Class C saw five schools with more than 80 percent of its athletes taking part in more than one sport: Brown City (95.7), Decatur (87.4), Niles Brandywine (85.6), Ishpeming Westwood (83.2) and Flint Beecher (80.4). Five Class D schools responded at higher than 90 percent multi-sport participation, with Coldwater Pansophia Academy and Kinross Maplewood Baptist both reporting 100 percent of their athletes played multiple sports. McBain Northern Michigan Christian (98.6), Ewen-Trout Creek (94.3) and Detroit Douglass (91.7) were the next highest on the Class D list.
A total of 10 schools have appeared among the top 10 percent in their respective classes for multi-sport participation three of the four years of the survey: Battle Creek Harper Creek, Detroit Cody, Gibraltar Carlson, Grand Rapids Northview, Hamtramck, New Baltimore Anchor Bay, Ovid-Elise, Warren Lincoln, Athens and Maplewood Baptist.
The full summary report on the Multi-Sport Participation Survey is available on the Multi-Sports Benefits page of the MHSAA Website.
After two school years requiring limited tournament attendance due to the COVID-19 pandemic, the 2021-22 school year saw a total of 1,327,633 fans attend Michigan High School Athletic Association postseason competitions for which attendance is recorded.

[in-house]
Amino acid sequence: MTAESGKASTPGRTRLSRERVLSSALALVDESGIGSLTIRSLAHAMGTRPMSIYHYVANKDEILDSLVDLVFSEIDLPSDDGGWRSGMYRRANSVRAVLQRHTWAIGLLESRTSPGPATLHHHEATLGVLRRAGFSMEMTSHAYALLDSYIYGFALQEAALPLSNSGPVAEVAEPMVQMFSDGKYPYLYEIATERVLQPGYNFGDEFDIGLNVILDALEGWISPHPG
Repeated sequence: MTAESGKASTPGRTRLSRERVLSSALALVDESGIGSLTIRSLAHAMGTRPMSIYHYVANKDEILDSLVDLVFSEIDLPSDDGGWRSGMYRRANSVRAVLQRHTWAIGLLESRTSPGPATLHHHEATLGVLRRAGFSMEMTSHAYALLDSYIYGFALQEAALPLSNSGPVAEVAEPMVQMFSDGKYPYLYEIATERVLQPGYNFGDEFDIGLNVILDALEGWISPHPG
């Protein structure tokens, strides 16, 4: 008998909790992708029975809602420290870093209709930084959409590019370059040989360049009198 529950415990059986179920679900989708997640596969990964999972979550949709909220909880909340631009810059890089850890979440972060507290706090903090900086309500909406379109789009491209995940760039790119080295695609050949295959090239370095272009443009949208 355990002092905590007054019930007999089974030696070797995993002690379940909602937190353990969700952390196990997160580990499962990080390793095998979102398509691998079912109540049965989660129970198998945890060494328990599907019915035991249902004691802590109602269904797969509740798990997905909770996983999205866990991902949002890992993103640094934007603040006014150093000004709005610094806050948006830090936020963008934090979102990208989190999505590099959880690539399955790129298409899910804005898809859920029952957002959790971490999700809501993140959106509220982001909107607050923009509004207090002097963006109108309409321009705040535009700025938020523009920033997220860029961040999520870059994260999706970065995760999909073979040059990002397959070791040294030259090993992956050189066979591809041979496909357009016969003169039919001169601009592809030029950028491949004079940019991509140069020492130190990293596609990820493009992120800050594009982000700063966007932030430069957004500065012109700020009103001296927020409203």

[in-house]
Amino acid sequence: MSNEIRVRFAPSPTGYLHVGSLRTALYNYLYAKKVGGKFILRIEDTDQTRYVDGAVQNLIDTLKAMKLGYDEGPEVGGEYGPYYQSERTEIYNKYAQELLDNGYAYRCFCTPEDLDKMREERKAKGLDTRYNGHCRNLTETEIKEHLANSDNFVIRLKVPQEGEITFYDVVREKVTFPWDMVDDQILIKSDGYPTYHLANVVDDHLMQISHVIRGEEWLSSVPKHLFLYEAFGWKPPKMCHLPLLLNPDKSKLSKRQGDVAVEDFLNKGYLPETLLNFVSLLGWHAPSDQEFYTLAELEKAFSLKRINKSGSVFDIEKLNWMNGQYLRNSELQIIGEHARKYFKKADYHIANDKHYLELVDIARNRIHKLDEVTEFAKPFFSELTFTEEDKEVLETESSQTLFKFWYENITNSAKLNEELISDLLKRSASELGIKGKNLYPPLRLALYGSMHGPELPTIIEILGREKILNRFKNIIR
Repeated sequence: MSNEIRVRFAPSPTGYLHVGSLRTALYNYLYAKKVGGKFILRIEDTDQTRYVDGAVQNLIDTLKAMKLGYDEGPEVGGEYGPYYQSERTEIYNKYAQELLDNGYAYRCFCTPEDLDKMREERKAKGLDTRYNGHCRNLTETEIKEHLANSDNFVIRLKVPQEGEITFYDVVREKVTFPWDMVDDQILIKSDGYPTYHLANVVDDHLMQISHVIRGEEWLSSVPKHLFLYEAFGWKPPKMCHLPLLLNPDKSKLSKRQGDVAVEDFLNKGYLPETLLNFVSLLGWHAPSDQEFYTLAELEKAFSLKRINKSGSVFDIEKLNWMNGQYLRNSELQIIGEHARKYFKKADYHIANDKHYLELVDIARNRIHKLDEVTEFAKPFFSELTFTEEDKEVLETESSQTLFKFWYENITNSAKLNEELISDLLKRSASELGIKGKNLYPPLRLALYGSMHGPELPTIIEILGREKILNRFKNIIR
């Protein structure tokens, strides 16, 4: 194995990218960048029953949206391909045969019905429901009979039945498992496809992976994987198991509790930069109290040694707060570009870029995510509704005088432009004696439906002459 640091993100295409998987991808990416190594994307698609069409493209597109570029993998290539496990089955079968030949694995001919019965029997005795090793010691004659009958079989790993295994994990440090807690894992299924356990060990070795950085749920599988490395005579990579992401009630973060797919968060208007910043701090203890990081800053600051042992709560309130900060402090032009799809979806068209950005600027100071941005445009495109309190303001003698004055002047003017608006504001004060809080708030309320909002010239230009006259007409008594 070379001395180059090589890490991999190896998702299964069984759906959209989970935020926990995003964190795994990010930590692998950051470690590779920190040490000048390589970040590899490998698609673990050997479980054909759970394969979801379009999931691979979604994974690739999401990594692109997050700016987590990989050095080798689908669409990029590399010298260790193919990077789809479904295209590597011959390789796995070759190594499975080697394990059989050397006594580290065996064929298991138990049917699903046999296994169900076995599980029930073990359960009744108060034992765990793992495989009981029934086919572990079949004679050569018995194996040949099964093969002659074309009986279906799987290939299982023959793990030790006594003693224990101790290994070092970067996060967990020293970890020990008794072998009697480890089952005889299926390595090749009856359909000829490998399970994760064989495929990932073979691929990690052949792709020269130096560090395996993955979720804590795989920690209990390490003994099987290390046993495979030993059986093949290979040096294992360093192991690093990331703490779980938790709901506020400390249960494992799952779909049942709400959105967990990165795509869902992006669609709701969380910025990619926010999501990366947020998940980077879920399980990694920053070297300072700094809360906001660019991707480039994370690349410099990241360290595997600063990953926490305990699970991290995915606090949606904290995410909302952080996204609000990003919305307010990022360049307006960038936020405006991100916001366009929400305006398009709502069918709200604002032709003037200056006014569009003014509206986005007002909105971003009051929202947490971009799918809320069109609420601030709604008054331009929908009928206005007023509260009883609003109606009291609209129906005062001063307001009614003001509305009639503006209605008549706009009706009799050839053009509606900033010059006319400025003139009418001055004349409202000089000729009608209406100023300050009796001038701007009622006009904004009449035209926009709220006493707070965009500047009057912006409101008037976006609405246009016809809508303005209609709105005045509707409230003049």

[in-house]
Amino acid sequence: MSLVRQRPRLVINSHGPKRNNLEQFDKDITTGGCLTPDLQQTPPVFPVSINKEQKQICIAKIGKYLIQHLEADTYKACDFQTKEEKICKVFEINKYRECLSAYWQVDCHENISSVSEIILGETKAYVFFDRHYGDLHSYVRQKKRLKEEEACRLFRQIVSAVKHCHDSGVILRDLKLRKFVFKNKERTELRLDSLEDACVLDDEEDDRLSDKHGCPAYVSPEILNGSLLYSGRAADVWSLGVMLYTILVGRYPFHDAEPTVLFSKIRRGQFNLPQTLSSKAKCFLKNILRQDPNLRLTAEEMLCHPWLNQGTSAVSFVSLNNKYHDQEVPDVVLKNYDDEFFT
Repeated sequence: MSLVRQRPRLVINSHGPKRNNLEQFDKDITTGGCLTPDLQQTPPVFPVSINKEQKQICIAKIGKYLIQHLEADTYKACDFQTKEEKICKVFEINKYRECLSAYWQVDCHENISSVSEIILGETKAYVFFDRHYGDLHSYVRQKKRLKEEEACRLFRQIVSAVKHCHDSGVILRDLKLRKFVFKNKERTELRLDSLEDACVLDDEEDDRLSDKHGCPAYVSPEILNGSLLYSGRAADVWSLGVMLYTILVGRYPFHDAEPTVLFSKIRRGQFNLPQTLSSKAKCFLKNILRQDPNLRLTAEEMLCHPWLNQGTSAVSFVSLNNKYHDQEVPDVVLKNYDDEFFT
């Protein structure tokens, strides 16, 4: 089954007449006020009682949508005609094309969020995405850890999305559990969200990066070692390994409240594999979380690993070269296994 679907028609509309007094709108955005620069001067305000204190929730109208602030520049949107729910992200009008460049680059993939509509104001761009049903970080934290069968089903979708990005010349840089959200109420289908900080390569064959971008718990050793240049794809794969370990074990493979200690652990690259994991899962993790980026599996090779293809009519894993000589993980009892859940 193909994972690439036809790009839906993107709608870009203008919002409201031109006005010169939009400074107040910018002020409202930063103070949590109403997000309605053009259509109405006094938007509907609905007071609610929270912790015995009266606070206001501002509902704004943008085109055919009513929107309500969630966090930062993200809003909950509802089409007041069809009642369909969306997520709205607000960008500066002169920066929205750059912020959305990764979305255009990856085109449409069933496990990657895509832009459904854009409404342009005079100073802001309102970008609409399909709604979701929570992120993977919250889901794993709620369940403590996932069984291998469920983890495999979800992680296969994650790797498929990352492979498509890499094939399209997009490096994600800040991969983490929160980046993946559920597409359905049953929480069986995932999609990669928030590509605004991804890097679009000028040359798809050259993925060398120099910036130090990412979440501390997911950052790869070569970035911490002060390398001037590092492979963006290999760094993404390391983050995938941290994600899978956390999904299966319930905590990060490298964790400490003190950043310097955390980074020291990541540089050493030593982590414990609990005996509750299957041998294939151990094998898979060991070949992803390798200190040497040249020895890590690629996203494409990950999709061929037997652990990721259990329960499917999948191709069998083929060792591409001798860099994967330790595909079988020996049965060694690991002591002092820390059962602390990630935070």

That total is 4.2 percent less than attendance during 2018-19 – the last school year before COVID-19 resulted in either the cancelation of championship events or lower spectator numbers due to restrictions in place to limit the spread of the coronavirus. Still, the 2021-22 spectator totals showed higher turnouts than their most recent restriction-free postseason in four sports, including records at two levels and overall for the MHSAA Baseball Tournament.